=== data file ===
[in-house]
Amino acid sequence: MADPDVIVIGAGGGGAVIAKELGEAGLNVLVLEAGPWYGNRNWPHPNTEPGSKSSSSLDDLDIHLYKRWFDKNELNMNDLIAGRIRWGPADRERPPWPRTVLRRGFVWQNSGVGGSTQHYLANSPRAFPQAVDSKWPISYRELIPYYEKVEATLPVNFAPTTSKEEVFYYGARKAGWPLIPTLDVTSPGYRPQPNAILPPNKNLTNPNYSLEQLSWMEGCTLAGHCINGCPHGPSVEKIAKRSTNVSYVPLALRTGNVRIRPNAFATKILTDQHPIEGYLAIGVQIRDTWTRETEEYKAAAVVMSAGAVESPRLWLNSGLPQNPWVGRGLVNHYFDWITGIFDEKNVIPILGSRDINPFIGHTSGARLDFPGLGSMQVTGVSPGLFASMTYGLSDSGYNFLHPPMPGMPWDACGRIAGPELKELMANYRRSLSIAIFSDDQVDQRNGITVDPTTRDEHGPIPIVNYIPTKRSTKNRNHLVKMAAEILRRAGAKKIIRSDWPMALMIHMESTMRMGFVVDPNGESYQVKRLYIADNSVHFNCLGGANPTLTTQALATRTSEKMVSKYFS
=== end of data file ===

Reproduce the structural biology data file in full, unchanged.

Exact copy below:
[in-house]
Amino acid sequence: MADPDVIVIGAGGGGAVIAKELGEAGLNVLVLEAGPWYGNRNWPHPNTEPGSKSSSSLDDLDIHLYKRWFDKNELNMNDLIAGRIRWGPADRERPPWPRTVLRRGFVWQNSGVGGSTQHYLANSPRAFPQAVDSKWPISYRELIPYYEKVEATLPVNFAPTTSKEEVFYYGARKAGWPLIPTLDVTSPGYRPQPNAILPPNKNLTNPNYSLEQLSWMEGCTLAGHCINGCPHGPSVEKIAKRSTNVSYVPLALRTGNVRIRPNAFATKILTDQHPIEGYLAIGVQIRDTWTRETEEYKAAAVVMSAGAVESPRLWLNSGLPQNPWVGRGLVNHYFDWITGIFDEKNVIPILGSRDINPFIGHTSGARLDFPGLGSMQVTGVSPGLFASMTYGLSDSGYNFLHPPMPGMPWDACGRIAGPELKELMANYRRSLSIAIFSDDQVDQRNGITVDPTTRDEHGPIPIVNYIPTKRSTKNRNHLVKMAAEILRRAGAKKIIRSDWPMALMIHMESTMRMGFVVDPNGESYQVKRLYIADNSVHFNCLGGANPTLTTQALATRTSEKMVSKYFS